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Matter, The Great Universal Smart Home Standard, Is Already Fragmented

The Matter Logo on a window
Josh Hendrickson / Review Geek

I spent a week in Amsterdam hearing from the biggest players in the smart home field. All of them tried to sell me on Matter, the new protocol poised to unify smart home technology and fix all the problems we’ve come to hate. And I’m sorry to say, I left bitterly disappointed.

For years I’ve lived in a smart home world, filling my house with literally hundreds of gadgets all designed to give me “the future.” But the longer you live in a smart home, the more you see what a convoluted, duct-taped, and bandaged ball of half-working solutions it is. Matter (formerly Project Chip) was supposed to fix it, primarily by ending the silos and bringing around universal compatibility. And it probably could have before the delays—until the companies got involved.

A Great Promise for Smart Homes

A smartphone controlling smart lights

If you’ve tried to build a smart home, you’re probably aware of the problems. But if you haven’t gone down that road, you may want to thank yourself. When smart homes work, it’s an amazing experience. But just as often, it can be a bit of a miserable experience. Currently, the world of DIY smart homes is a patchwork experience. The smart doorbell you want might be from one company, the smart bulbs you want from another, the smart light switches from a third, and the smart speakers from a fourth. The list only grows.

And that can lead to several problems, the first being hubs. Though more and more device manufacturers treat Wi-Fi as a “pseudo standard,” it’s still not uncommon for devices to use a hub. If you prefer Lutron light switches, you’ll need that company’s bubs. When you decide to pick up Philips Hue Light Bulbs, you’ll need a second hub. And if you decide to go with Ikea smart blinds, well you guessed it, that’s a third hub. And we haven’t even discussed general-purpose hubs, like SmartThings.

In the early days, Matter promised to do away with traditional ethernet hubs. Instead, devices you might own anyway (like a smart speaker) would serve as a Matter border router and send the signal where needed. As long as you have at least one border router device in your home, and you may already own one that can serve that function, then you have everything you need to connect up Matter-compatible devices in your home. It wouldn’t even need the cloud.

And that’s good because the cloud is also another problem with smart homes. Many hubs and smart devices aren’t all that smart. Instead, they rely on a cloud created by the manufacturer for the real brains behind the operation. Just like your smart speaker reaches out to Google or Amazon to understand your speech, many smart bulbs, switches, and other devices reach out to the cloud to send and receive commands. But if the company goes belly up, like Iris, Insteon (though it came back), Wink (though it keeps rising from the dead), and Lighthouse, then your smart home breaks. Matter’s local control prevents that outcome.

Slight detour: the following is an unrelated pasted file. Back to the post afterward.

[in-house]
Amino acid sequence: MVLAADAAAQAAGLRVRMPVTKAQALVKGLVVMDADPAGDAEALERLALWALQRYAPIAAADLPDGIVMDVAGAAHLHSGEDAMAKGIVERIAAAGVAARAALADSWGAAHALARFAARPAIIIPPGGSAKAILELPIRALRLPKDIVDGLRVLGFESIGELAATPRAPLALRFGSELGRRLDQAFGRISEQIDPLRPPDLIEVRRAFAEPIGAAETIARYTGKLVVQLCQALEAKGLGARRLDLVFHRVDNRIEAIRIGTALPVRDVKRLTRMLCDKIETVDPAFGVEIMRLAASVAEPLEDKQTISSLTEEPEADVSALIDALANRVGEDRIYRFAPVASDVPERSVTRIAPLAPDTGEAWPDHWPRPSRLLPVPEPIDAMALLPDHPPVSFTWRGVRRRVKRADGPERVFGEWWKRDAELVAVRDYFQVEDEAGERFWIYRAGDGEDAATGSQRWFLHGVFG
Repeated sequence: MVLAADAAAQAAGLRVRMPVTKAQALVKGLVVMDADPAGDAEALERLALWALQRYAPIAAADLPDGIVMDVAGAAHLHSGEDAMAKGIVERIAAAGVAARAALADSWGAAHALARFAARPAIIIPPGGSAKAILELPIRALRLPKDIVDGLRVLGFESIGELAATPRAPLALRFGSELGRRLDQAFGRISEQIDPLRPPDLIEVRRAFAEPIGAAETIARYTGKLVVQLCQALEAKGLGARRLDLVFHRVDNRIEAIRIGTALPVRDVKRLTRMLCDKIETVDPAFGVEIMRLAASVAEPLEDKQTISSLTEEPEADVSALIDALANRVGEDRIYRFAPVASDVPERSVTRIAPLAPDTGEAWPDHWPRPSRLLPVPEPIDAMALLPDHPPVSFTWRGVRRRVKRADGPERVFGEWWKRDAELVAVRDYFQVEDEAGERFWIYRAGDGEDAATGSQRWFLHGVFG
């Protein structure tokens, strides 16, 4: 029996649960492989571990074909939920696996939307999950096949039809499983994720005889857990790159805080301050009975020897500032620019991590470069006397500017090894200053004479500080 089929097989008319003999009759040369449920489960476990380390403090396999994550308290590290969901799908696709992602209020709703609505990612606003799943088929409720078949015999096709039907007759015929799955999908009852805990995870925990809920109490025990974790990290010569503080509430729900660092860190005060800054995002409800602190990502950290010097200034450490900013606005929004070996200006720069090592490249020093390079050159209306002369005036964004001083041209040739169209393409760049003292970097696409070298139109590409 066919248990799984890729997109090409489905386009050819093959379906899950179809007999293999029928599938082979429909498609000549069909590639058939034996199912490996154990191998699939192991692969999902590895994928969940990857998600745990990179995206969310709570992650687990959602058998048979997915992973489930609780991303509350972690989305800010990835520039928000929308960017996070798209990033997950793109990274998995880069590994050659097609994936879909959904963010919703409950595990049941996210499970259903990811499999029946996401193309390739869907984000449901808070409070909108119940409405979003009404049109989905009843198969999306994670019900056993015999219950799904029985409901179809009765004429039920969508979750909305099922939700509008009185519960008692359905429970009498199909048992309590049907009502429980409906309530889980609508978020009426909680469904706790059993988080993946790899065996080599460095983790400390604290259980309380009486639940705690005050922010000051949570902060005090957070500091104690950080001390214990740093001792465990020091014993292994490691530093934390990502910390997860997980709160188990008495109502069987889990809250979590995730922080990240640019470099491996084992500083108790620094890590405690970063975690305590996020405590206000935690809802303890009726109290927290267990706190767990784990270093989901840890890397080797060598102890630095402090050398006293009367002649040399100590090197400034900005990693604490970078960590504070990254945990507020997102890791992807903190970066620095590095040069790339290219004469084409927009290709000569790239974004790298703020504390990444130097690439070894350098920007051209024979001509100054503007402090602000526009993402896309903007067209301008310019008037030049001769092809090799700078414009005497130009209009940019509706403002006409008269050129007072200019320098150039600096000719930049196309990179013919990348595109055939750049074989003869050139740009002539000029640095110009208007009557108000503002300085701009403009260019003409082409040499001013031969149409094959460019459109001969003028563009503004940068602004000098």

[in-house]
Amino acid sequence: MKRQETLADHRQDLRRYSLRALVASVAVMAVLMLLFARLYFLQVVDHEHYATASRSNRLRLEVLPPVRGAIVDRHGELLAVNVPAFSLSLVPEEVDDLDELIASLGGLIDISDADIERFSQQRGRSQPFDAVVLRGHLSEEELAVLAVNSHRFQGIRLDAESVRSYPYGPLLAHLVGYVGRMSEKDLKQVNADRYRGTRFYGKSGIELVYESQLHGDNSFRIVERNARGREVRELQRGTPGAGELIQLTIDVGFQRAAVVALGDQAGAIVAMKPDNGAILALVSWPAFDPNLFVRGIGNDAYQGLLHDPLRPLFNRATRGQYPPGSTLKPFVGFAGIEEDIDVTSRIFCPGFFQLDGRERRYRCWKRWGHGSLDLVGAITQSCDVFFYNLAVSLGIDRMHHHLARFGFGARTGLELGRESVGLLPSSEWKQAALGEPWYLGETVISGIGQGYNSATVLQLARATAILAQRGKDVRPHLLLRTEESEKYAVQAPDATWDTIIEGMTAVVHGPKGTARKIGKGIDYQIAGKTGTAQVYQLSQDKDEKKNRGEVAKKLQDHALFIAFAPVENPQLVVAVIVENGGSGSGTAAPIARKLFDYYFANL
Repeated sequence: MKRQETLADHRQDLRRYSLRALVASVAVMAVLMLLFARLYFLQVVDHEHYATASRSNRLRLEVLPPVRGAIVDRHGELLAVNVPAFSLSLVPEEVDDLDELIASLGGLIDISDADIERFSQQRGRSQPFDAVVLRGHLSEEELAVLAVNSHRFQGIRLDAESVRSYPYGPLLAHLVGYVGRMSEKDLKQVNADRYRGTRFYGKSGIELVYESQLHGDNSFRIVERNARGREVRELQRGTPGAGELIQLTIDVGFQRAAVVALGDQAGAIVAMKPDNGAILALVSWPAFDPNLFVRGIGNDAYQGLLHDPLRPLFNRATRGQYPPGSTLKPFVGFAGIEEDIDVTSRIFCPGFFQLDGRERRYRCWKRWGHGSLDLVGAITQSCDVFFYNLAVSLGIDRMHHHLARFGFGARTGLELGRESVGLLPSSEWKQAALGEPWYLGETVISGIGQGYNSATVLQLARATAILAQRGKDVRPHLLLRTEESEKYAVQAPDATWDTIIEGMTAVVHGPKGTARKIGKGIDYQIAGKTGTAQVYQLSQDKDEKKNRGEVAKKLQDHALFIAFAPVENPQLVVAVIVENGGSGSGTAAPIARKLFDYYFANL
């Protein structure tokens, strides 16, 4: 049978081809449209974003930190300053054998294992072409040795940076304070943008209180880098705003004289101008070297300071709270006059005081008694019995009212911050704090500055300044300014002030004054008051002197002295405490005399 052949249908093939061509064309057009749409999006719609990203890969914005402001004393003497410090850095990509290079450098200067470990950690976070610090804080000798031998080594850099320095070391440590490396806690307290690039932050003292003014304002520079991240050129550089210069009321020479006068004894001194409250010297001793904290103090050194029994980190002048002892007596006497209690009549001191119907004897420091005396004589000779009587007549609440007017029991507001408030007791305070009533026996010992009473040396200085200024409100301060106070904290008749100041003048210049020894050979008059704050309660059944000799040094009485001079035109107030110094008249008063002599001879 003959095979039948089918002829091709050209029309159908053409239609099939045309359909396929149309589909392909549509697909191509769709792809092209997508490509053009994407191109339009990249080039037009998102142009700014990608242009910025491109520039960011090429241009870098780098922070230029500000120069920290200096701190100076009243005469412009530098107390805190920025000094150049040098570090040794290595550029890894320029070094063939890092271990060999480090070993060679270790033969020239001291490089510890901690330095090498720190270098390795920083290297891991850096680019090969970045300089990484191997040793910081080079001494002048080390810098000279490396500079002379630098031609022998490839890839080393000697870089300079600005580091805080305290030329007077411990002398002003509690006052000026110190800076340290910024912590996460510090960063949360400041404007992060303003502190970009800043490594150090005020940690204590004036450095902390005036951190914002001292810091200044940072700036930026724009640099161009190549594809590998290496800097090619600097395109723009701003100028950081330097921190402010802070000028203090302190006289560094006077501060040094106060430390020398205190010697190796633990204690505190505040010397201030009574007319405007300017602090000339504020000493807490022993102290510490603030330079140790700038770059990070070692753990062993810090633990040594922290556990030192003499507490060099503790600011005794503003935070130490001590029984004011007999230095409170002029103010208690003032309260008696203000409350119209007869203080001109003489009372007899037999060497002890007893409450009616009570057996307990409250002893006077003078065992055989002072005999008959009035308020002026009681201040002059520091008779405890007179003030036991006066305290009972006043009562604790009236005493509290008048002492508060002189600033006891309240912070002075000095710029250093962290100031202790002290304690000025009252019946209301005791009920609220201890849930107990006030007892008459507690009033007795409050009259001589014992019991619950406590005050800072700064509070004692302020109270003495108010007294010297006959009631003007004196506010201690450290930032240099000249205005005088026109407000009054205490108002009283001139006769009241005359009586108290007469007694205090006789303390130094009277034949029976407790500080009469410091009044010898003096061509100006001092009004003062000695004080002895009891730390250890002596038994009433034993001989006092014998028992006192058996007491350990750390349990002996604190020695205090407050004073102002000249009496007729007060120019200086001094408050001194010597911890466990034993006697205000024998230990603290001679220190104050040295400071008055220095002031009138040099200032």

And finally, Matter promised solutions for the app problem. Every time you buy a new smart home gadget from a new smart home manufacturer, you’ll need a new app to set it up and control it. After that, you may be able to control it from the Alexa or Google Home app, though you may miss out on some functionality. Many smart locks don’t work at all in Google Home, for instance. And every app calls for a different setup process, so you have to relearn how to add devices to your home.

Matter promised potential solutions to avoid all that. First, a simple universal setup process so you wouldn’t have to relearn how to add new devices to your smart home over and over. And second, multi-admin control. Multi-admin control might be the most exciting promise from Matter. With that feature, you could open a single app from any manufacturer and control all your devices in one place, even if they come from other manufacturers.

Right now if you want to control Eve bulbs, you’ll need the Eve app (solely on iPhone), then you’ll need to switch to the Philips Hue app to control those bulbs, and the WiZ app to control those bulbs. The irony to that last part is that WiZ and Philips Hue are owned by the same parent company—yet you still need separate apps. But Matter promised that if you preferred one particular app, you’d be able to control all your devices from it and ignore the rest.

Matter Is Fragmented Into Silos

The Matter logo on a navy blue background.

So what’s the problem? Well, Matter didn’t fully follow through with all of its promises.

Hubs Will Stick Around

The one initial promise it backtracked on is hubs. Matter 1.0 supports ethernet hubs, which means the Philips Hue hub, SmartThings hubs, and Aqara hub continues to be a thing. There are some advantages there—as Philips Hue hubs gain Matter support, so do all of its bulbs, strips, and other products. But you’ll still find yourself plugging in multiple hubs and trying to find space for them all.

I sat in on a Question and Answer session at the Matter launch in Amsterdam, and a representative from Philips Hue made it clear that the company had no intention of giving up its hub. The company claims that the hub is a necessary requirement for the best experience, though the examples offered (you can group your smart bulbs) are certainly possible without one. In any case, it’s clear that hubs are here to stay.

The Cloud Will Still Invade Your Home

And Matter really does offer local control—until it doesn’t. Think about it for a second. To get a local Matter network going, the first step is to add a device that serves as a Corder control router to your home. The nicety here is, it will probably be a device you’d buy anyway, so at least it serves double duty unlike traditional hubs.

If you’re wondering which devices will serve as Matter border routers, you can usually look to anything that currently can serve as a Thread Border routers The technology is the same—albeit with some potential additional hardware requirements, and many Thread Border Routers can serve as Border Routers for Matter.

What Thread Borders are currently on the market? If you own an Apple TV 4K (Second Generation), Apple HomePod MiniAmazon Echo Smart Speakers (Fourth Generation) Amazon eero Mesh routers (eero Beaconeero 6eero Pro, and eero Pro 6) Nanoleaf ElementsShapes, and Lines Light Panels, or Nest Hub MaxNest Hub (Second Generation), and Nest Wi-Fi Routers, you already own a Thread Border Router.

But hold your horses, don’t rush out to buy those just yet. Just because a device can already act as a Thread Border Router, doesn’t mean it will work for Matter or get upgraded. Nanoleaf, for instance, says it may not upgrade Elements, Shapes, and Lines products to Matter. Representatives from the company wouldn’t even commit to releasing Matter-compatible Border Routers in the future when I asked.